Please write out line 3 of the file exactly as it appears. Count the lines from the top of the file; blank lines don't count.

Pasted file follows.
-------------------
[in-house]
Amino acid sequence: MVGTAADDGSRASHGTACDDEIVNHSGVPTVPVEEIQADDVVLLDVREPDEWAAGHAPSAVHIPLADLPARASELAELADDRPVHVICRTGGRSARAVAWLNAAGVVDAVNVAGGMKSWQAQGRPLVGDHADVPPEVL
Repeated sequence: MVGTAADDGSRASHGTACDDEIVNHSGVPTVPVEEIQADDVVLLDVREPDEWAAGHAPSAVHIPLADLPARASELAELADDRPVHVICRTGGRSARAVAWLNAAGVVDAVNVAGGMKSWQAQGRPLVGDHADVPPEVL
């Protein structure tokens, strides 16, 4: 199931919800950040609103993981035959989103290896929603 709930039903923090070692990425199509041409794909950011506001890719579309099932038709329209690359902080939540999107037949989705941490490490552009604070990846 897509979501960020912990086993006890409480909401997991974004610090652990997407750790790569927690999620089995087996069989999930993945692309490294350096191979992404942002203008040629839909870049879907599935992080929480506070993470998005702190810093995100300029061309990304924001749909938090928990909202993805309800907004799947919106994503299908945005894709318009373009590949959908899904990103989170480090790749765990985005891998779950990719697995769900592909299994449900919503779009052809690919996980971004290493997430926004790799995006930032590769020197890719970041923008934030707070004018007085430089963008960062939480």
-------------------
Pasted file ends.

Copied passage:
Repeated sequence: MVGTAADDGSRASHGTACDDEIVNHSGVPTVPVEEIQADDVVLLDVREPDEWAAGHAPSAVHIPLADLPARASELAELADDRPVHVICRTGGRSARAVAWLNAAGVVDAVNVAGGMKSWQAQGRPLVGDHADVPPEVL